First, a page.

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Repeats Story Initially Transmitted at 18:02 GMT Jan 5/13:02 EST Jan 5
By Yali N'Diaye
     OTTAWA (MNI) - The December jobs report that, once again, surprised
analysts on the upside, is raising the odds of a Bank of Canada rate hike as
soon as this month, analysts said.
     In that regard, the central bank's own Business Outlook Survey (BOS) due
Monday could seal the deal.
     Statistics Canada reported Friday that the Canadian economy added 78,600
jobs in December, bringing the total gain for 2017 to 422,500, the largest
expansion since 2002. 
     The unemployment rate fell 0.2 percentage points to a record low 5.7%, with
the participation rate rising to 65.8% from 65.7%, while analysts had expected
the unemployment rate to tick up to 6.0%.
     On the wage front, average hourly wage growth for permanent workers
accelerated to 2.9% from 2.7% year-over-year, the largest increase since April
     So "a January rate hike now appears likely in light of the robust jobs
data," TD economist Brian DePratto told MNI.
     RBC analysts are also planning to change their BOC call to move the next
tightening to January, economist Josh Nye also told MNI.
     The disappointing goods trade data also released Friday were overshadowed.
     Statistics Canada reported that the merchandise trade deficit widened to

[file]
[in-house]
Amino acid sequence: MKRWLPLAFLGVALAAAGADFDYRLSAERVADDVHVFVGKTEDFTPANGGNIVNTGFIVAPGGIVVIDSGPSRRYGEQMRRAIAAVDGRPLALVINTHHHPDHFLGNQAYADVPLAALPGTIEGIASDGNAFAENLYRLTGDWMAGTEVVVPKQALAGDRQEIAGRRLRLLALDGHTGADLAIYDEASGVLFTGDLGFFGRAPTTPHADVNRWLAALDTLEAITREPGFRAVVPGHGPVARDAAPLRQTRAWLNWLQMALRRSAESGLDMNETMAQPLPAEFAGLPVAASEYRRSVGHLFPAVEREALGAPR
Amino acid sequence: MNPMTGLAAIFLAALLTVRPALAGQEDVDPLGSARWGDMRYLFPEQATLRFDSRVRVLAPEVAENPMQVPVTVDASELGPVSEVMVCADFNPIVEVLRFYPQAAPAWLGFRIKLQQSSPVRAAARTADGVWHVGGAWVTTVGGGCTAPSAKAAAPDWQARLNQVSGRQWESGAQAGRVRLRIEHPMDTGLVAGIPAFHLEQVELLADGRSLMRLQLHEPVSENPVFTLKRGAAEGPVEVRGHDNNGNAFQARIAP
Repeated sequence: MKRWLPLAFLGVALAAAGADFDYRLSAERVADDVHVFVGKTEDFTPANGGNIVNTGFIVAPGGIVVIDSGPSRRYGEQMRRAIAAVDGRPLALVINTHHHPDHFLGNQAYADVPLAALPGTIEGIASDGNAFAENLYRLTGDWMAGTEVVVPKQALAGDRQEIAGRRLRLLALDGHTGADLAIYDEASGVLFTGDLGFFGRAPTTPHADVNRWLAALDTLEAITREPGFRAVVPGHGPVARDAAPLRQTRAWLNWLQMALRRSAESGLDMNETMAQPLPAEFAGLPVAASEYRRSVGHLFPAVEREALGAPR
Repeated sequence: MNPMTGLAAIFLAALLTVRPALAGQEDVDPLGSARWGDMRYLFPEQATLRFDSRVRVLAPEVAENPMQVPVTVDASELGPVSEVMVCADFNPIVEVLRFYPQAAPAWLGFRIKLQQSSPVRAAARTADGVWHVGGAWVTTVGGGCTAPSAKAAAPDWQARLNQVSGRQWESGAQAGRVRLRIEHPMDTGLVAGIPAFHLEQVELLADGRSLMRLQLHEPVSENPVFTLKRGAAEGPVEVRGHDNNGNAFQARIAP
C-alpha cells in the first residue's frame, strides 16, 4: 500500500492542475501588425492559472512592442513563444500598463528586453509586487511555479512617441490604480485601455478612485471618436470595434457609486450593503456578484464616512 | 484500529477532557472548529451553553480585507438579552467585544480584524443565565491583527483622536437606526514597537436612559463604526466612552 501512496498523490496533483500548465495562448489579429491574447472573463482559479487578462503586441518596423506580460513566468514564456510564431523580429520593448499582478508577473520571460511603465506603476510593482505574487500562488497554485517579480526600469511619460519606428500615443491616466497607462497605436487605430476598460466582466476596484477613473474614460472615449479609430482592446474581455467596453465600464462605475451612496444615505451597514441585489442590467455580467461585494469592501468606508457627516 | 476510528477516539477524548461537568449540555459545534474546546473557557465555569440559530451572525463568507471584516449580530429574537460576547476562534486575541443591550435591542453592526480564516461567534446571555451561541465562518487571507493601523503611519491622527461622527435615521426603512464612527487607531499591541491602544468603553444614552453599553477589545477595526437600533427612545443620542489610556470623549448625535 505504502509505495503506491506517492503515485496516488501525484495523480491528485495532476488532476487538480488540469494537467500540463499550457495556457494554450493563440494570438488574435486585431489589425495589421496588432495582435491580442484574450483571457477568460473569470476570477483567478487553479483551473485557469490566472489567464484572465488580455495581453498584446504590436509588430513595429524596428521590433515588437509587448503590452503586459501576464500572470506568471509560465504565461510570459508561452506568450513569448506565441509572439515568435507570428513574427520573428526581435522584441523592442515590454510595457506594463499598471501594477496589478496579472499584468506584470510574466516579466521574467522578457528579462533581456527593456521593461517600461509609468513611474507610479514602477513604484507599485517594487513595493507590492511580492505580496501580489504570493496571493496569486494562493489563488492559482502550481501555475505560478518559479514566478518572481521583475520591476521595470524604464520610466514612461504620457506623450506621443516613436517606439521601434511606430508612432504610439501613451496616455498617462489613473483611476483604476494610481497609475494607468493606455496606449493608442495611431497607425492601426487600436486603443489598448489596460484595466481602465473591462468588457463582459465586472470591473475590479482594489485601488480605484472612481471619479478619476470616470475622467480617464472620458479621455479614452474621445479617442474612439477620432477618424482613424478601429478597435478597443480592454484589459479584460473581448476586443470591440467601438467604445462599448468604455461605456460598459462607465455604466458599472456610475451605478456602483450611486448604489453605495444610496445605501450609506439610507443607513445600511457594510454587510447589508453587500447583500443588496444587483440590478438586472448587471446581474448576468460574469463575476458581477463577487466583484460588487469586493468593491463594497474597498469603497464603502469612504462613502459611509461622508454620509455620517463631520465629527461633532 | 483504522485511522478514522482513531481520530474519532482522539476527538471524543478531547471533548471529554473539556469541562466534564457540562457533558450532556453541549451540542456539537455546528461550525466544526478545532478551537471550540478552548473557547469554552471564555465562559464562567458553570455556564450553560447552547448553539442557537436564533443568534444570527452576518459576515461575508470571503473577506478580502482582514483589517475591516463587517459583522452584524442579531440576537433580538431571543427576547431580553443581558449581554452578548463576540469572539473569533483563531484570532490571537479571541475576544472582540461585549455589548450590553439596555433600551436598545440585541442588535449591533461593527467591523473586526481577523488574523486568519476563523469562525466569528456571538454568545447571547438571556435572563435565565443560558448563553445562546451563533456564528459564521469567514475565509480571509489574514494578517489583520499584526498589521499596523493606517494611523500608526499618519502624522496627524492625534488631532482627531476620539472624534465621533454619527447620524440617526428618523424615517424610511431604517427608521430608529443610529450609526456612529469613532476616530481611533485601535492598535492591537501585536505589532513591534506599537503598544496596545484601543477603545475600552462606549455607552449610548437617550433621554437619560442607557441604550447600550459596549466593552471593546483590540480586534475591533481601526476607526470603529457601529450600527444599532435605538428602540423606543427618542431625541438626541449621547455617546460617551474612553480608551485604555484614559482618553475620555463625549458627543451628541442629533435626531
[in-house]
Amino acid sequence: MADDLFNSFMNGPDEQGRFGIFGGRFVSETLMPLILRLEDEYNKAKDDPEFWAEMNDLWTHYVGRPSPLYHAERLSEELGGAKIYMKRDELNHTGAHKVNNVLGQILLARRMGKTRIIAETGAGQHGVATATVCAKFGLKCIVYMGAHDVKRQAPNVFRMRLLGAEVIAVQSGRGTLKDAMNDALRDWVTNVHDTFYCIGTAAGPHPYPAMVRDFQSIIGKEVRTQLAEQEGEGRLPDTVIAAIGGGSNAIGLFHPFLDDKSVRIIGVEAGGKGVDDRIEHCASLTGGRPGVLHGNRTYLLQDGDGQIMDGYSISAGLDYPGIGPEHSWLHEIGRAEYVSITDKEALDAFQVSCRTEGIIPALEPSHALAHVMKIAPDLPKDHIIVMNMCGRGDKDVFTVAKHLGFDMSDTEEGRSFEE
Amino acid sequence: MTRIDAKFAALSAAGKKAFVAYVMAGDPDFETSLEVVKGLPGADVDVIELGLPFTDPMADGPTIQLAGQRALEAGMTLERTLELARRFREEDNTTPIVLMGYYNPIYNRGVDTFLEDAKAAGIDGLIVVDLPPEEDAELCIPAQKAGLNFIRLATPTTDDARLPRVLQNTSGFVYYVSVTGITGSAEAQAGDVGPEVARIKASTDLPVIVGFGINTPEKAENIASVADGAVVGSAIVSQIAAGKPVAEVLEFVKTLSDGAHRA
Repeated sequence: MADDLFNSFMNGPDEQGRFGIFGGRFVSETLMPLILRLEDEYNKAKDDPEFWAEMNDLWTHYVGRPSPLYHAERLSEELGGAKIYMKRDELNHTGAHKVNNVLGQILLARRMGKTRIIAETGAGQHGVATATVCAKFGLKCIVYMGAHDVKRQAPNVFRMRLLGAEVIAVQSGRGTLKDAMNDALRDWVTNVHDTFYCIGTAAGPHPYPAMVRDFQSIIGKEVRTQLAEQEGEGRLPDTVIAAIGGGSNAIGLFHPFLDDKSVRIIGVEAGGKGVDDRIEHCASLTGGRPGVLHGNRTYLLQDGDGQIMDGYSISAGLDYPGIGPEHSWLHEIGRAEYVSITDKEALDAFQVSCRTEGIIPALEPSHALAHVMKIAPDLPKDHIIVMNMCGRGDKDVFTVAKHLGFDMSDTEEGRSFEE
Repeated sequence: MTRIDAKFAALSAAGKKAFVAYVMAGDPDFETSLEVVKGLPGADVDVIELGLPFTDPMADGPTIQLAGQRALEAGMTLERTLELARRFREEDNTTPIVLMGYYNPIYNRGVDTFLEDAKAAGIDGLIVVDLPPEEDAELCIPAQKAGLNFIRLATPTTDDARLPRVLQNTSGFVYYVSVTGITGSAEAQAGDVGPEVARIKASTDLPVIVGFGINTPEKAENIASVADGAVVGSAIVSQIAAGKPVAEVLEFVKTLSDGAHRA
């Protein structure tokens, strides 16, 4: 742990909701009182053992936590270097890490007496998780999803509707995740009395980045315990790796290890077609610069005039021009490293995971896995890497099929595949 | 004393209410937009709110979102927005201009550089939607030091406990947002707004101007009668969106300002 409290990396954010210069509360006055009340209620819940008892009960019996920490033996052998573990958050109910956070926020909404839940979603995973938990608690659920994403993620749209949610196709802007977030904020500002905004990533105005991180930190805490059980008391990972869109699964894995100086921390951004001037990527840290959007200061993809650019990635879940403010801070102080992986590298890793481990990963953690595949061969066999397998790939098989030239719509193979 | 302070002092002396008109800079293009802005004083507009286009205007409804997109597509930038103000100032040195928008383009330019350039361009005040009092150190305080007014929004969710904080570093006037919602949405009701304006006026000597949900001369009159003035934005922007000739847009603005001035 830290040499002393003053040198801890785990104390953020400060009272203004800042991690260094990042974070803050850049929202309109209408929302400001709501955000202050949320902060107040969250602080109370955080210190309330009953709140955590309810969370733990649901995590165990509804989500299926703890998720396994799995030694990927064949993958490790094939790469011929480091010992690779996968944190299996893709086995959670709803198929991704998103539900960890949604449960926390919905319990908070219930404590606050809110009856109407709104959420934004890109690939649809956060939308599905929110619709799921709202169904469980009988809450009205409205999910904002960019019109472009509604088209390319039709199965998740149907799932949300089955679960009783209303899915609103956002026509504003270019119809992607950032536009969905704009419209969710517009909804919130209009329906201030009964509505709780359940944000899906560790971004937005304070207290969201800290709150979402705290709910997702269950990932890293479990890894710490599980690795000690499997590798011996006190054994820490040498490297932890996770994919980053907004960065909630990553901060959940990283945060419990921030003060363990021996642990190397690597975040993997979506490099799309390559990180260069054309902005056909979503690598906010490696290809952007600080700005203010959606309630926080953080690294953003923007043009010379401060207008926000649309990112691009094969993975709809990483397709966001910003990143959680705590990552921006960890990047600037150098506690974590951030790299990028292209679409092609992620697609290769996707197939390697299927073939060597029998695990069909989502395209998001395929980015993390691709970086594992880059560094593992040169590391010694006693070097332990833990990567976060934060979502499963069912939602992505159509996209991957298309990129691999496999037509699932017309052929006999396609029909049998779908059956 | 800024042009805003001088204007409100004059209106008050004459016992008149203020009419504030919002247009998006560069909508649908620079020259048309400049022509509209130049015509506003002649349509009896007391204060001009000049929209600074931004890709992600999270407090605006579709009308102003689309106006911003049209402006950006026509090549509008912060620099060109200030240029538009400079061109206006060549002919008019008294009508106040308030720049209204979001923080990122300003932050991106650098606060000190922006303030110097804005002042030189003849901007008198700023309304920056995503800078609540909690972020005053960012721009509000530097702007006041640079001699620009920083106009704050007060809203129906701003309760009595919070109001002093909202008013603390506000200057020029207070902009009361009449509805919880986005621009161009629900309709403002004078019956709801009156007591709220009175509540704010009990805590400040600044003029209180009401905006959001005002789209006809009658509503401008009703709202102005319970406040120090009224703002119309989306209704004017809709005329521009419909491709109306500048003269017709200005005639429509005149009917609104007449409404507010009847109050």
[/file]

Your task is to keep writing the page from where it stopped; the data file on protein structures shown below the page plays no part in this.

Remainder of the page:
C$2.5 billion in November from C$1.6 billion in October, while analysts had
expected an improvement.
     While exports increased 3.7% on the month, they only edged up 0.6% on a
real term basis. In fact, if not for autos and parts, real exports were even
down 1.4%.
     RBC Assistant Chief Economist Paul Ferley noted in a commentary that trade
data suggest net exports made no contribution to GDP in the fourth quarter.
However, that would still be an improvement from the previous quarter.
     In addition, growth is expected to remain above potential, he said.
"Confirmation of such is being provided by wage pressures starting to emerge as
evidenced by this morning's Canadian employment report."
     "Such an environment argues for policy to continue to tighten with recent
data pointing to the growing probability of a 25 basis point hike in the
overnight rate as soon as the next policy meeting January 17," Ferley commented.
     "Given the tremendous progress made in narrowing labor market slack - an
area highlighted by the Bank of Canada in recent communication," CIBC analyst
Nick Exarhos also said in a commentary, "that today's (jobs) report is enough to
push Governor Stephen Poloz into a rate hike later this month."
     "It is clear that today's job report rises the probability of a rate hike
in January," Desjardins Senior Economist Mathieu D'Anjou told MNI, putting the
probability of a hike on January 17 at 50%.
     Should Monday's Business Outlook Survey come in strong, he continued, "we
may move our expectations for the next rate hike from March to January."
     However, Capital Economics analysts are not "convinced."
     "With NAFTA's future hanging in the balance, we still doubt that the Bank
of Canada will risk raising interest rates early this year, as markets now
expect," wrote Senior Canada Economist David Madani.
     "In addition, we also still believe that housing-related risks will prevent
the Bank from raising rates later this year."
--MNI Ottawa Bureau; +1 613 869-0916; email: